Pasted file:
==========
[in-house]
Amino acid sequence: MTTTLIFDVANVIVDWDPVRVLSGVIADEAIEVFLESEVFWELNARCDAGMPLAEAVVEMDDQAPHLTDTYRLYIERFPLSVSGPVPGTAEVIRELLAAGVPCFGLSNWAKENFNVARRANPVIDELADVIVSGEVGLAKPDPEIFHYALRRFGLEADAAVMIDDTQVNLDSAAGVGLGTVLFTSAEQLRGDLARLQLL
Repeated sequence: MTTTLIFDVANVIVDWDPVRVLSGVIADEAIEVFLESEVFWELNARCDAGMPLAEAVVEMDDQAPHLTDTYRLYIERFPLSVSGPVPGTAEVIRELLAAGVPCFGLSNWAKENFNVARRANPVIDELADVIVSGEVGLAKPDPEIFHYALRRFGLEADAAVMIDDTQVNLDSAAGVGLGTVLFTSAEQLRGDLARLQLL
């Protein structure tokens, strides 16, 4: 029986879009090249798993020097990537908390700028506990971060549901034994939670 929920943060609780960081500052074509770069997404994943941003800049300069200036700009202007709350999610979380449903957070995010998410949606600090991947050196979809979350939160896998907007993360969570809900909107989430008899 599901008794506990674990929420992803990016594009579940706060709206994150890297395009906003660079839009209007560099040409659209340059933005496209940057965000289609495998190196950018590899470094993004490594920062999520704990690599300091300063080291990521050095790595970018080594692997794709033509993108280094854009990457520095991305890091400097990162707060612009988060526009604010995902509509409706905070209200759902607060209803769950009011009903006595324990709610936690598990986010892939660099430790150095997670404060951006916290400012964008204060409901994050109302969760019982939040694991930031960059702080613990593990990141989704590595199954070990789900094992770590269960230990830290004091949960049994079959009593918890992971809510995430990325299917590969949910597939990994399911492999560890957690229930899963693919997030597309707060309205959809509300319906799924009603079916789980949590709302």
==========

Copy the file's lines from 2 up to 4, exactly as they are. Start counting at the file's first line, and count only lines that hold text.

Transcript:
Amino acid sequence: MTTTLIFDVANVIVDWDPVRVLSGVIADEAIEVFLESEVFWELNARCDAGMPLAEAVVEMDDQAPHLTDTYRLYIERFPLSVSGPVPGTAEVIRELLAAGVPCFGLSNWAKENFNVARRANPVIDELADVIVSGEVGLAKPDPEIFHYALRRFGLEADAAVMIDDTQVNLDSAAGVGLGTVLFTSAEQLRGDLARLQLL
Repeated sequence: MTTTLIFDVANVIVDWDPVRVLSGVIADEAIEVFLESEVFWELNARCDAGMPLAEAVVEMDDQAPHLTDTYRLYIERFPLSVSGPVPGTAEVIRELLAAGVPCFGLSNWAKENFNVARRANPVIDELADVIVSGEVGLAKPDPEIFHYALRRFGLEADAAVMIDDTQVNLDSAAGVGLGTVLFTSAEQLRGDLARLQLL
């Protein structure tokens, strides 16, 4: 029986879009090249798993020097990537908390700028506990971060549901034994939670 929920943060609780960081500052074509770069997404994943941003800049300069200036700009202007709350999610979380449903957070995010998410949606600090991947050196979809979350939160896998907007993360969570809900909107989430008899 599901008794506990674990929420992803990016594009579940706060709206994150890297395009906003660079839009209007560099040409659209340059933005496209940057965000289609495998190196950018590899470094993004490594920062999520704990690599300091300063080291990521050095790595970018080594692997794709033509993108280094854009990457520095991305890091400097990162707060612009988060526009604010995902509509409706905070209200759902607060209803769950009011009903006595324990709610936690598990986010892939660099430790150095997670404060951006916290400012964008204060409901994050109302969760019982939040694991930031960059702080613990593990990141989704590595199954070990789900094992770590269960230990830290004091949960049994079959009593918890992971809510995430990325299917590969949910597939990994399911492999560890957690229930899963693919997030597309707060309205959809509300319906799924009603079916789980949590709302």